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Suicidal Behavior: Strategies for Prevention at the Individual and Population Levels

Maria A. Oquendo, MD

Published: August 26, 2014




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Suicidal Behavior: Strategies for Prevention at the Individual and Population Levels

This month’s inaugural Focus on Suicide section includes articles that address both predictors for and protectors against suicide risk.

Two of the works report on the use of population or surveillance databases to identify clinical risk factors that may aid in the recognition of patients at risk for suicide attempts. Bhaskaran and colleagues address a question often confronted by clinicians evaluating suicide attempters: Does the fact that a patient expresses disappointment or even anger at having survived an attempt have clinical significance? Using the Suicide Assessment Form in Emergency Psychiatry (SAFE) Database, the authors evaluated 922 suicide attempters’ reactions to surviving the attempt and the effect of the attempt method on risk of reattempt in the next 6 months. Those who reattempted (8.8%) were more likely to report that they were ambivalent about surviving or continued to wish they were dead. This association remained even after accounting for age, sex, depression, substance abuse, and method of the initial attempt. Of note, analyses did not take into consideration the challenges of follow-up wherein some observations may have been censored, so results must be viewed with caution. Moreover, it is not known if the quality of the reaction (anger versus disappointment) has an effect on future risk. Finally, because only 6 months of follow-up time was evaluated, the time period over which risk remains elevated is still unknown. Nonetheless, this critical clinical parameter deserves further study.

In their national cohort study, Webb et al examined risk factors for suicidal behavior in individuals with bipolar disorder. Using Swedish national registers covering a 36-year period, 15,337 persons with bipolar disorder were matched by age and sex to 20 individuals per case from the general population. 14,677 unaffected siblings of those with bipolar disorder were similarly matched to a second general population sample. Outcomes included suicide, suicide attempts evaluated in hospitals, and violent and nonviolent criminal behavior. Bipolar disorder was associated with a nearly 19-fold risk for suicide death and a 14-fold risk for suicide attempt. The risk of violent and nonviolent crime was also increased, but to a lesser degree (5-fold and 3-fold, respectively). Not surprisingly, risk was less pronounced in the unaffected siblings, but still present. Three parameters predicted all 4 outcomes: prior suicide attempts, a documented alcohol/drug disorder, and hospital admission for the first 2 episodes of bipolar disorder, with the latter possibly functioning as a proxy for clinical concern about suicide risk. Thus, both articles suggest that prior attempts and their characteristics contribute to our understanding of individual risk for future suicidal behavior.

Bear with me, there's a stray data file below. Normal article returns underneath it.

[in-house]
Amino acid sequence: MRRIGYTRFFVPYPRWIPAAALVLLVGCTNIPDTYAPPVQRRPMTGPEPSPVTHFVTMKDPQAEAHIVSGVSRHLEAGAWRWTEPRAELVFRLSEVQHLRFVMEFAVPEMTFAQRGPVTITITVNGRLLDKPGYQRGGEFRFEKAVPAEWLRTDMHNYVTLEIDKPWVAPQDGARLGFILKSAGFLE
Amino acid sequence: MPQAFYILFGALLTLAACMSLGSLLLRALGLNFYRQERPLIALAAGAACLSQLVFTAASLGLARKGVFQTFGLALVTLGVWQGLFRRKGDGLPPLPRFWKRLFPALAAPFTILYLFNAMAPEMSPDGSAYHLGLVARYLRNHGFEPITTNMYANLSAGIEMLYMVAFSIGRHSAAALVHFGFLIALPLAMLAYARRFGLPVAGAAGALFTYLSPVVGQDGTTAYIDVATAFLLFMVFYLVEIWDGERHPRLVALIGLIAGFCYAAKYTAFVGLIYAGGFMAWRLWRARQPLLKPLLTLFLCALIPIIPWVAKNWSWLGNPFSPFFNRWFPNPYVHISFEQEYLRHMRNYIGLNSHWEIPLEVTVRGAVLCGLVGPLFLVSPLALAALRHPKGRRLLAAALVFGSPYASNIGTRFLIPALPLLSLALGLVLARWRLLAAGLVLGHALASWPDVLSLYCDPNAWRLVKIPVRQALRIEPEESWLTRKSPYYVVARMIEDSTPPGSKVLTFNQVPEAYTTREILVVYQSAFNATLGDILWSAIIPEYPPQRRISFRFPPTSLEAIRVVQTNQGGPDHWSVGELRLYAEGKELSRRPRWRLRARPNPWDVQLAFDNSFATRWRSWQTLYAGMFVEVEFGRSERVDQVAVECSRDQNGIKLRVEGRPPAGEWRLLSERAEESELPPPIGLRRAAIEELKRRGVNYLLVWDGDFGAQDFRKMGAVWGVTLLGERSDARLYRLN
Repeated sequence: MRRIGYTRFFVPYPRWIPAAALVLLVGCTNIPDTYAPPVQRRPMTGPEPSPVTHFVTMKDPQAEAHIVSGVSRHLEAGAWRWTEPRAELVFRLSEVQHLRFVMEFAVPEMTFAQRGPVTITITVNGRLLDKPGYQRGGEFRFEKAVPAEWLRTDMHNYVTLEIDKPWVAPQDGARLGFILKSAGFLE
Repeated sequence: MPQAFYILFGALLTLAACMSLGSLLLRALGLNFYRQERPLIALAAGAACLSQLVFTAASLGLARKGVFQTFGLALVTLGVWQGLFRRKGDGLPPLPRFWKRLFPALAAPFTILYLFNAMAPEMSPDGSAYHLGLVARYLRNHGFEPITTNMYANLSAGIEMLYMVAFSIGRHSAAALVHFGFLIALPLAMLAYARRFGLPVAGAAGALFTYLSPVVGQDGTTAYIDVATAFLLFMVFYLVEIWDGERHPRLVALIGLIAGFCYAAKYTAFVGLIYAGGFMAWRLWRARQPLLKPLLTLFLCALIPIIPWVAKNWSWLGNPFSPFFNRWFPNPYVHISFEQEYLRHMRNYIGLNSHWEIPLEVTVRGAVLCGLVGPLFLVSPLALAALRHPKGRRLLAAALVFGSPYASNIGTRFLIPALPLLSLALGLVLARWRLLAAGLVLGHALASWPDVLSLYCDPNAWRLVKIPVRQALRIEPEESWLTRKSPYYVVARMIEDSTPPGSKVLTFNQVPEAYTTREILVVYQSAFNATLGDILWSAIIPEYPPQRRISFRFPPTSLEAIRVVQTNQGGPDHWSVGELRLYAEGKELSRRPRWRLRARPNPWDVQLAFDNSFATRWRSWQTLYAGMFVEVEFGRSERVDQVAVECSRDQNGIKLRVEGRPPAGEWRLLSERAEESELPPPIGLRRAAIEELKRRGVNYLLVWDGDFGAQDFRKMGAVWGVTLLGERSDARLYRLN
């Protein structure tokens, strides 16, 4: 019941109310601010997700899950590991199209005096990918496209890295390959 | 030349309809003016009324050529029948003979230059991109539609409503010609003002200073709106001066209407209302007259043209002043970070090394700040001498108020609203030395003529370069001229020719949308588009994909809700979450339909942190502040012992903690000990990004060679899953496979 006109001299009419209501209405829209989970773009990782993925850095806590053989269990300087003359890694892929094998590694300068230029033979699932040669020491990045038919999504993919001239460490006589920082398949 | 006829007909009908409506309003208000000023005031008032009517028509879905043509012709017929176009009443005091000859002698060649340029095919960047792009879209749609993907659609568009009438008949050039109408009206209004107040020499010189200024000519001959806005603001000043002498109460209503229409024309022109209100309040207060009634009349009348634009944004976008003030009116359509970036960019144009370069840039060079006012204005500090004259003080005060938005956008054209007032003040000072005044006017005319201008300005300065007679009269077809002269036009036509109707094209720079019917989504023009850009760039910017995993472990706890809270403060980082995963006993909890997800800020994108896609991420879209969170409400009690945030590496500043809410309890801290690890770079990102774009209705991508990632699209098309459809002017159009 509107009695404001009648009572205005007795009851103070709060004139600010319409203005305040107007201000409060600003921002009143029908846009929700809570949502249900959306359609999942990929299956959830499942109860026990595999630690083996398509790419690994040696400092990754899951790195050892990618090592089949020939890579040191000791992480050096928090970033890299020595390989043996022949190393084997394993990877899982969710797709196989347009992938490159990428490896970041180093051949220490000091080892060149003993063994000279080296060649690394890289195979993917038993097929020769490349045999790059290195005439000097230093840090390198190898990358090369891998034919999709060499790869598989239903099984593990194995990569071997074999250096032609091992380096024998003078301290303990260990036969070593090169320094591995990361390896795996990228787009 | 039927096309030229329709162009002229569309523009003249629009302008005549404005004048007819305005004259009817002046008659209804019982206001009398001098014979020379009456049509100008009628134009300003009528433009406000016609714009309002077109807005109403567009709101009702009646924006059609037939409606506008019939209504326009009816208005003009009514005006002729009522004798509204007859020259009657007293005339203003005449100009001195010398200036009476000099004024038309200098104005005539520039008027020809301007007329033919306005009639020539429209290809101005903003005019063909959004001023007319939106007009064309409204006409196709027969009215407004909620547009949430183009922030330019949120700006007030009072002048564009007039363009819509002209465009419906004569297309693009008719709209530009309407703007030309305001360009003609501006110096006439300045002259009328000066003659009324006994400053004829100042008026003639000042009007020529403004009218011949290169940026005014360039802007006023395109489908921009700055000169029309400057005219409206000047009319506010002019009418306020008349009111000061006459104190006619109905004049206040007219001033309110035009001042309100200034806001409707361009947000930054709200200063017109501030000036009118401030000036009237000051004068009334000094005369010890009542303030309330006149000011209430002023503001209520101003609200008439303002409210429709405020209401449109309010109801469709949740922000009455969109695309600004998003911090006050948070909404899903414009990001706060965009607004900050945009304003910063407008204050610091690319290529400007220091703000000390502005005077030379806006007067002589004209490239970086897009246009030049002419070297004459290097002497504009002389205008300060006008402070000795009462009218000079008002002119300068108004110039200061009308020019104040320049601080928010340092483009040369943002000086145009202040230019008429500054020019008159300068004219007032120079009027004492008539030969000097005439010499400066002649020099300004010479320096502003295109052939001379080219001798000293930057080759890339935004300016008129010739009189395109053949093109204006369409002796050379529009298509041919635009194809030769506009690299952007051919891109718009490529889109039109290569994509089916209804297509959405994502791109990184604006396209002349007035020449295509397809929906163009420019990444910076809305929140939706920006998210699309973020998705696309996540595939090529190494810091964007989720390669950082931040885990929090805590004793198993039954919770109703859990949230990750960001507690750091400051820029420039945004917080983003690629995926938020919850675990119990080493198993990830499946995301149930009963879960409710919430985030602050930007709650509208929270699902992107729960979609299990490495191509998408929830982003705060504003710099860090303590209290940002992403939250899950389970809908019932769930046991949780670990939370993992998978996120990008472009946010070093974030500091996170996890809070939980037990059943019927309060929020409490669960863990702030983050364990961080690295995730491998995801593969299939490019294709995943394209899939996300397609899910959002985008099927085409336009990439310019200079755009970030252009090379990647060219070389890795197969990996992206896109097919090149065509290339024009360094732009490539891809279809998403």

Three works provide support for a variety of primary suicide prevention strategies. MacGregor et al studied depressed parents and their offspring longitudinally and found that parents with avoidant attachment tended to be more likely to have offspring who made suicide attempts; further, when offspring did attempt suicide, they had more numerous attempts and severe intent. On the other hand, parents with anxious attachment were not more likely to have offspring with suicide attempts, but when their offspring attempted suicide, they did so with greater intent and suffered more medical damage. Thus, both types of insecure parental attachment traits were associated with more severe suicidal behavior in offspring attempters. Whether interventions to address insecure parental attachment can prevent transmission of risk for suicidal behavior or reduce its severity requires investigation as a potential primary prevention strategy.

Another primary prevention strategy is education of primary care providers, thus far tested mostly in civilian populations. Hochman et al studied 170 active-duty military suicides. Using a retrospective nested case-control design, they noted that although only 27.6% of suicides sought care from a mental health specialist during their entire service time, 38.3% used primary care services the month before death, suggesting that primary care provider education has utility for military suicide prevention.

Finally, Till and Niederkrotenthaler examined websites retrieved in the United States and Austria using a structured content analysis based on current media guidelines for suicide reporting. Utilizing the search term suicide, method-related search terms, and help-seeking-related terms, they found that protective website characteristics were about twice as frequent as harmful ones. As expected, sites retrieved using method-related terms had more harmful than protective characteristics compared to those identified using the term suicide. The opposite was true when help-seeking-related terms were used. Interestingly, US search engines displayed more sites with a preponderance of protective features than Austrian engines. Mounting concern about the negative effects of information posted on the Internet requires active monitoring and intervention. Only through systematic evaluation of content can policy makers and investigators provide recommendations regarding responsible posting. Such evaluation of website content and other primary prevention strategies together can ensure that help and referrals for those in need are easily available before the first manifestation of suicidal behavior.

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